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North Carolina VS. Amazon.com ~ We Want Records On Every North Carolina Resident And Their Purchases

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posted on Apr, 22 2010 @ 04:35 PM
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Amazon.com is fighting a request by North Carolina tax authorities for records of "virtually every North Carolina resident who has purchased anything from Amazon since 2003," claiming disclosure would violate customers' privacy rights on a "massive scale."



The North Carolina Department of Revenue wants Amazon to turn over the "name and address of virtually every North Carolina resident who has purchased anything from Amazon since 2003, along with record of what each customer purchased and how much they paid," according to the federal complaint.


Wow, just wow. I can understand how the state may need or want to audit a company's records, especially internet-based, to verify all state taxes were paid.

However, where do we draw the line between personal privacy and state's rights?

What kind of precedent could this case set?


Amazon, without violating its customers' privacy, fully cooperated by furnishing data requested by the DOR to conduct its tax analysis," the complaint states. "But the DOR has no business seeking to uncover the identity of Amazon's customers who purchased expressive content, which makes up the majority of the nearly 50 million products sold to North Carolina residents during the audit period,


Herein lies the problem-


let alone associating customers' names and addresses with specific books, music, and video content that they have purchased during the past seven years.


State tax inspector...."Hmmm, so Mr. Smith purchased 3 Alex Jones dvds, some survival equipment, a book on basic gunsmithing, and a copy of Catcher In The Rye? Maybe I should give my friends at the State Police a call, you know, just to give them a head's up."

www.courthousenews.com...


Admittedly, the state isn't exactly doing the right thing on this issue. Its records request probably violates the federal law protecting the confidentiality of video purchases, as well as the 1st Amendment's protections for speech, as CNET's Declan McCullagh points out. But McCullagh glosses over the central issue here, which is that states impose taxes on every purchase of nonexempt items, whether online ("use taxes") or in a local store ("sales taxes"). North Carolina's invasive demand for documents is aimed simply at making people pay what they owe.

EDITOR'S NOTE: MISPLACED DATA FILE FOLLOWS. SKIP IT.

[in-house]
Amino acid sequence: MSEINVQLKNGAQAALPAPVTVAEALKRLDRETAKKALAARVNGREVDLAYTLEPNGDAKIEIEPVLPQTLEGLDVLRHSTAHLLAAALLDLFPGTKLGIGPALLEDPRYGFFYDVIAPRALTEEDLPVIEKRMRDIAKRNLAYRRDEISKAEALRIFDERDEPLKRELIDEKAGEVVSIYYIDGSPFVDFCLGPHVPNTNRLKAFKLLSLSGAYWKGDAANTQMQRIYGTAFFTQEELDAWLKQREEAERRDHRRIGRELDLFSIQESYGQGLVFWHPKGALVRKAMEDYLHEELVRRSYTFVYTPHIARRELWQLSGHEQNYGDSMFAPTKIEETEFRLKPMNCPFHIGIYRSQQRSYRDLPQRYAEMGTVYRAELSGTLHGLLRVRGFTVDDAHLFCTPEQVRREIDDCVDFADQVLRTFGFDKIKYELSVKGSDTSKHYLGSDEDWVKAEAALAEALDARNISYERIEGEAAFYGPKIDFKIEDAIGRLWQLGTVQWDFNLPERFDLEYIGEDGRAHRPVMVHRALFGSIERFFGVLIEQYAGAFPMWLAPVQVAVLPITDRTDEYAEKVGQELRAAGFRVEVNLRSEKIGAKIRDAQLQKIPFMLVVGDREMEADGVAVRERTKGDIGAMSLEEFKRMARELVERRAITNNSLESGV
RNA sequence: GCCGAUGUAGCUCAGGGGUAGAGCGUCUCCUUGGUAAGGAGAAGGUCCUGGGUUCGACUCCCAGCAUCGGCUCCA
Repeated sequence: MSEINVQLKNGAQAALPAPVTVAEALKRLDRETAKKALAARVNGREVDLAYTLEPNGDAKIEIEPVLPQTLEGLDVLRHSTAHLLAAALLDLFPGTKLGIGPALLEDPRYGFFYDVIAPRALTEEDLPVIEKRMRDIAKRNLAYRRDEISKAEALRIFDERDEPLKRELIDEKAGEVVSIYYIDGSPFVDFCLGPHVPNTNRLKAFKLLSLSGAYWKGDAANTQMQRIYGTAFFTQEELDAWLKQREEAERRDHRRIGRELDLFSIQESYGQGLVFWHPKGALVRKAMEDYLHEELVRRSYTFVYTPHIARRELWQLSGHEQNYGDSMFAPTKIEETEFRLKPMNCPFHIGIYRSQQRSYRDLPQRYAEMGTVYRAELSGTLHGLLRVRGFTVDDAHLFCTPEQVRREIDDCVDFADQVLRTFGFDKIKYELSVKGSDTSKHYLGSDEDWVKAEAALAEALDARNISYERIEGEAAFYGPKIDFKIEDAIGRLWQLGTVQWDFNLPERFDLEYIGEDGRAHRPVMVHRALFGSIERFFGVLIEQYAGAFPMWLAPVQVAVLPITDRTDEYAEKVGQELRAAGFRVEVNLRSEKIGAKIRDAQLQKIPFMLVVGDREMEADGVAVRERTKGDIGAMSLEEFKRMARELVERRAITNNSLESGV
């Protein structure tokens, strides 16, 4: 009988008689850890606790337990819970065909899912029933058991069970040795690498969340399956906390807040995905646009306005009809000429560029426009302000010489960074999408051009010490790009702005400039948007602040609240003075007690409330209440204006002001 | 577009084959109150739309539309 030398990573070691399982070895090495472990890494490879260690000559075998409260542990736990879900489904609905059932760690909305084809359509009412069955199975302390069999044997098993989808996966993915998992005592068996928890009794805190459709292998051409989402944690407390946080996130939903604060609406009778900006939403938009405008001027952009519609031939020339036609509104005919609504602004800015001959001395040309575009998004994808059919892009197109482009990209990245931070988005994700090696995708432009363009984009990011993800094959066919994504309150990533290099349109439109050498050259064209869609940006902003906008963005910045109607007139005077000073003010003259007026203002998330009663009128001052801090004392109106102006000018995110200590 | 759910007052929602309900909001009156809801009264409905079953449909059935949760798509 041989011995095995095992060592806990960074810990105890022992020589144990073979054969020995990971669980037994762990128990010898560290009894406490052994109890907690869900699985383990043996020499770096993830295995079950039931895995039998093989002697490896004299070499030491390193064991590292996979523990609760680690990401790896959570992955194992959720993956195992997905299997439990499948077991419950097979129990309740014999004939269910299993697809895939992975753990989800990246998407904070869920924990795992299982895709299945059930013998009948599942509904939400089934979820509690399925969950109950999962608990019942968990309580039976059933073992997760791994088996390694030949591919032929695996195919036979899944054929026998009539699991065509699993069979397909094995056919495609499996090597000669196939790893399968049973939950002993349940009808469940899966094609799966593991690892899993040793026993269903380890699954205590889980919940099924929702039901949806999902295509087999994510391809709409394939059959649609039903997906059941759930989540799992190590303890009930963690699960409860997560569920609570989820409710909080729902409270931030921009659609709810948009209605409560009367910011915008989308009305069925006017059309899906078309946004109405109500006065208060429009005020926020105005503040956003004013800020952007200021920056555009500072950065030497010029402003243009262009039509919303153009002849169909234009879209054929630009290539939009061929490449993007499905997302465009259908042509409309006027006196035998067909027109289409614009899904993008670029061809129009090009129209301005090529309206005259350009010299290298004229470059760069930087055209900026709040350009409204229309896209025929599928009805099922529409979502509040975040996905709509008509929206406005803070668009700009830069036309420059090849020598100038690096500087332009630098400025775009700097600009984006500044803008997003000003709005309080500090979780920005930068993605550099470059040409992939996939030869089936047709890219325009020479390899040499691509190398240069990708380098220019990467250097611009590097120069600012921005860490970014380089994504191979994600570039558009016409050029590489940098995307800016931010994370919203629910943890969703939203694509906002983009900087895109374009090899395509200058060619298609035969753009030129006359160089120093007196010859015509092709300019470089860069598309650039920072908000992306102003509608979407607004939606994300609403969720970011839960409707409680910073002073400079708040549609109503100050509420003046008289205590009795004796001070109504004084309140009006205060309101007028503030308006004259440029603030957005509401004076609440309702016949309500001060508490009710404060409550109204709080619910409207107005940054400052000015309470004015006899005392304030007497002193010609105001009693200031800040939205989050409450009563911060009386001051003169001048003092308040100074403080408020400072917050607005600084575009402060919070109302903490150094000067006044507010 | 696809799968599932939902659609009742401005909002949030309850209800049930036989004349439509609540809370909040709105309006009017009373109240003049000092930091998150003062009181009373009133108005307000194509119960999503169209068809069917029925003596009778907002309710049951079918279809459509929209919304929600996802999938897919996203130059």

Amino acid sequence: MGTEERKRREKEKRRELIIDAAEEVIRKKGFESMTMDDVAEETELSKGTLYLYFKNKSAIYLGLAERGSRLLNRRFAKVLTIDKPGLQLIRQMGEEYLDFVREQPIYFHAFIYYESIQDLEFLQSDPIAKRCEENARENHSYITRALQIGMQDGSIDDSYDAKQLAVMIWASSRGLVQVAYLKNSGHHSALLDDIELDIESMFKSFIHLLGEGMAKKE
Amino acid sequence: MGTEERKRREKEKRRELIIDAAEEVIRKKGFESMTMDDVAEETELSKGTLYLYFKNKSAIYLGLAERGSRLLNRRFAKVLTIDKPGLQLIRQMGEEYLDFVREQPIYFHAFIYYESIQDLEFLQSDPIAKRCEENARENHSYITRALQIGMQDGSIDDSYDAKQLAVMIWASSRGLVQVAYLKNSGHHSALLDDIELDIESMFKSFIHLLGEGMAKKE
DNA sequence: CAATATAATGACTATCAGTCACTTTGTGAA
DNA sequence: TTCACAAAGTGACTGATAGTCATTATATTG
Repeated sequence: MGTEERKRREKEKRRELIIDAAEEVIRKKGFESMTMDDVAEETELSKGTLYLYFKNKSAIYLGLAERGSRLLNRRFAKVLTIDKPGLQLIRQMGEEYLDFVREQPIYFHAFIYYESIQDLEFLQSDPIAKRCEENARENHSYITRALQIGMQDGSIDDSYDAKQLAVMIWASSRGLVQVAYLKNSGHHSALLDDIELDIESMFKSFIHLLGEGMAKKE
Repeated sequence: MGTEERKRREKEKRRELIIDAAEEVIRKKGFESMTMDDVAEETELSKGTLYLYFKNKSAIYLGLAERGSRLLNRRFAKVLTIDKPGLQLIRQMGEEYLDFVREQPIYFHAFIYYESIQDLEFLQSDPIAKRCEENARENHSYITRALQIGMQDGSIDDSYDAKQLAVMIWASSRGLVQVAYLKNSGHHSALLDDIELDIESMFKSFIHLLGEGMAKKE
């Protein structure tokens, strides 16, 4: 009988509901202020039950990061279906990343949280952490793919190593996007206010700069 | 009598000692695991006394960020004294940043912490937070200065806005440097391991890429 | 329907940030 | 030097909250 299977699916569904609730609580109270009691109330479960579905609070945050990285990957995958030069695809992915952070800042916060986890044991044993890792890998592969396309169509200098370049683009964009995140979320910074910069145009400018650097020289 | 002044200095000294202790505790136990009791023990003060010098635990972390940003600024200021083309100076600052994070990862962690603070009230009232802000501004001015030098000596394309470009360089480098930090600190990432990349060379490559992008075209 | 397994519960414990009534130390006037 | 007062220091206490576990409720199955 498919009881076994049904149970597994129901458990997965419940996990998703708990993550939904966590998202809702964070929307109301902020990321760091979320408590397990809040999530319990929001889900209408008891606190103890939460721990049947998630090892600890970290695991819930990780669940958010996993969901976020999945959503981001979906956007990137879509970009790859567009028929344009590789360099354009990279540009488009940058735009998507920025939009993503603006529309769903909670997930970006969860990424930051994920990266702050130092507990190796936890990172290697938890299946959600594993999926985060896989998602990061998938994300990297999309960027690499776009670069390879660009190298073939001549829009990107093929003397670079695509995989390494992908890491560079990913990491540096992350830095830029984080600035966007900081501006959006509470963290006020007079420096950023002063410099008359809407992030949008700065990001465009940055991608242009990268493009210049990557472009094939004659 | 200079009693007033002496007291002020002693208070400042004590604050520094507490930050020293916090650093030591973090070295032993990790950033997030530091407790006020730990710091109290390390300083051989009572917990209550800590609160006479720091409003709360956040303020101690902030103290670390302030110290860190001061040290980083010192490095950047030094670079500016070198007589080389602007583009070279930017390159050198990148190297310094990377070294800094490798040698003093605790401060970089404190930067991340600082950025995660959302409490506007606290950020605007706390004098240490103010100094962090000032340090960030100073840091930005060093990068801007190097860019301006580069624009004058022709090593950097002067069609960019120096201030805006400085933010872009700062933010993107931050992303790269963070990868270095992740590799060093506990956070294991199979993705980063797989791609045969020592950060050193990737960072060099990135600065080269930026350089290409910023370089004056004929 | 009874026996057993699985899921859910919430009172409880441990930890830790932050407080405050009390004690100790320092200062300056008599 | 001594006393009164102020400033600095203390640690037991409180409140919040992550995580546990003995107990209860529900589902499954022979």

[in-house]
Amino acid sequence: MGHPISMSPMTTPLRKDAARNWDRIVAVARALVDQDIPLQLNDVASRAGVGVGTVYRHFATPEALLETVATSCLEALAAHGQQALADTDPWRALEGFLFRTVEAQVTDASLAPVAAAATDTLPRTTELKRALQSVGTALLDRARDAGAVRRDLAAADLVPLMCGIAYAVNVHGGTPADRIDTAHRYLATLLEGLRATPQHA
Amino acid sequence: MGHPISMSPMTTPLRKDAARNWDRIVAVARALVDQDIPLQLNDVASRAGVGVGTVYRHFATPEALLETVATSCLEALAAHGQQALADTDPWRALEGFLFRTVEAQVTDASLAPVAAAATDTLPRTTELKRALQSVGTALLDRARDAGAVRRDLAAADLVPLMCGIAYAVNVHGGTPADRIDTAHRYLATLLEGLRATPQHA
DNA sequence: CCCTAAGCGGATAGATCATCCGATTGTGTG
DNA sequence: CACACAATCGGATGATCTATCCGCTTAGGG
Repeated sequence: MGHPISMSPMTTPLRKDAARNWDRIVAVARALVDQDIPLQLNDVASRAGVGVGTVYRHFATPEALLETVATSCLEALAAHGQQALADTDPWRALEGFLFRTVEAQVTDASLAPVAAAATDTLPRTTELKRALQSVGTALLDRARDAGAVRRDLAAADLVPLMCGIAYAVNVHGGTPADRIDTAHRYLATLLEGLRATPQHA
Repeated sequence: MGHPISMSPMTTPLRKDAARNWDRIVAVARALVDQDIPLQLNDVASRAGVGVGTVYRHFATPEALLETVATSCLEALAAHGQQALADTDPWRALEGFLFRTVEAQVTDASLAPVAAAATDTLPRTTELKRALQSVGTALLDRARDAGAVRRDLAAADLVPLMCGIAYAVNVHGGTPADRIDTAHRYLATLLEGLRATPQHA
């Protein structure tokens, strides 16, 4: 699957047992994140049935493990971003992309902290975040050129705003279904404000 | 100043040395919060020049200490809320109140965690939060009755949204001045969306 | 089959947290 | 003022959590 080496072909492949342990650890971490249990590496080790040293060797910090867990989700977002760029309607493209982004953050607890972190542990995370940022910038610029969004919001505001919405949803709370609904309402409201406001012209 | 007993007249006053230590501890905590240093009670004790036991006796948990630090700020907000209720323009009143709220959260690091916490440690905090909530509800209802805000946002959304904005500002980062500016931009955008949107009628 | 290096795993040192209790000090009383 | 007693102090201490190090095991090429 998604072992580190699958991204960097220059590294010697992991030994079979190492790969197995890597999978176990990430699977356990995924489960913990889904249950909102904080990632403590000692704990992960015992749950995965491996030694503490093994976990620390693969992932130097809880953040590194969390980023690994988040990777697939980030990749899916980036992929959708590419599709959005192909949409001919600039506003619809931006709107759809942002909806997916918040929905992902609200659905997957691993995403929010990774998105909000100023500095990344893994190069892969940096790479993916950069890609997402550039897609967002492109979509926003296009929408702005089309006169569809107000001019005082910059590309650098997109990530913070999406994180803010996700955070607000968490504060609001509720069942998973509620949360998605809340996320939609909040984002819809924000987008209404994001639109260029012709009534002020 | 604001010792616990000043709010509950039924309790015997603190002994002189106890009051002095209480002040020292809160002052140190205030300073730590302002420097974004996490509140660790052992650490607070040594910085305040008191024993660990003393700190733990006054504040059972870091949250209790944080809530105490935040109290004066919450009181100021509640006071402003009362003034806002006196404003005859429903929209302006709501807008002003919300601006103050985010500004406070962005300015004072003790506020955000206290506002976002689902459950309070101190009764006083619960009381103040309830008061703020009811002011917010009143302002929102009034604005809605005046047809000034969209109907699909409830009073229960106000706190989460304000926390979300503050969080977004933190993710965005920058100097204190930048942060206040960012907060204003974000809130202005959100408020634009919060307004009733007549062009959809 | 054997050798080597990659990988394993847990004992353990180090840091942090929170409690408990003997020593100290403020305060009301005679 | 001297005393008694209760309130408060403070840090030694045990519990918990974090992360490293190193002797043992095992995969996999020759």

opinion.latimes.com...

Maybe so, but that info in the wrong hands could be dynamite.

Alarming stuff....


[edit on 22-4-2010 by Signals]




posted on Apr, 22 2010 @ 04:42 PM
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Absolutely ridiculous, not shocking, par for the course in bad government.

I will keep my eye on this case, and if it goes the way of the state, I will quit making online purchases with anything other than a prepaid visa and a dummy name.

I think tax reform needs to happen before health care reform.



posted on Apr, 22 2010 @ 04:50 PM
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Thank you for bringing this important info to us !
This sounds like a test state tactic. 2003 to now provides enough data for big brother to profile many quickly, the tax issue does not require such info gathering. At times like this I am saddened by our lack of representation.



posted on Apr, 22 2010 @ 05:15 PM
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The question is, why to North Carolina want the records going back to 2003.

Amazon surely have records going back further than that. Or perhaps they don't.

There could be something there, or perhaps not. But it's worth exploring the idea.

Sadly, I don't live anywhere near, so I can't ask the questions. Anyone else able to?



posted on Apr, 22 2010 @ 05:24 PM
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2003 is 7 years and/or the statute of limitations.

This hopefully will get shot down, for just as purchasing something out of state in person doesn't justify local state sales taxes being applied nor should an internet purchase.

Reason being For the transaction, and the funds are orchestrated outside of the jurisdiction of the state.



posted on Apr, 22 2010 @ 05:39 PM
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Originally posted by nh_ee

2003 is 7 years and/or the statute of limitations.

This hopefully will get shot down, for just as purchasing something out of state in person doesn't justify local state sales taxes being applied nor should an internet purchase.

Reason being For the transaction, and the funds are orchestrated outside of the jurisdiction of the state.


It might be the statute of limitations, but this case is likely to have been prepared over a significant number of months... meaning that the records going back to 2002 could be sought through the court.

It seems like the North Carolina tax man is being overly "generous" in this instance.



posted on Apr, 22 2010 @ 05:48 PM
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What I don't get is the state's requirement of showing them the items purchased....why not just the sales dollar amount?

Police state anyone?



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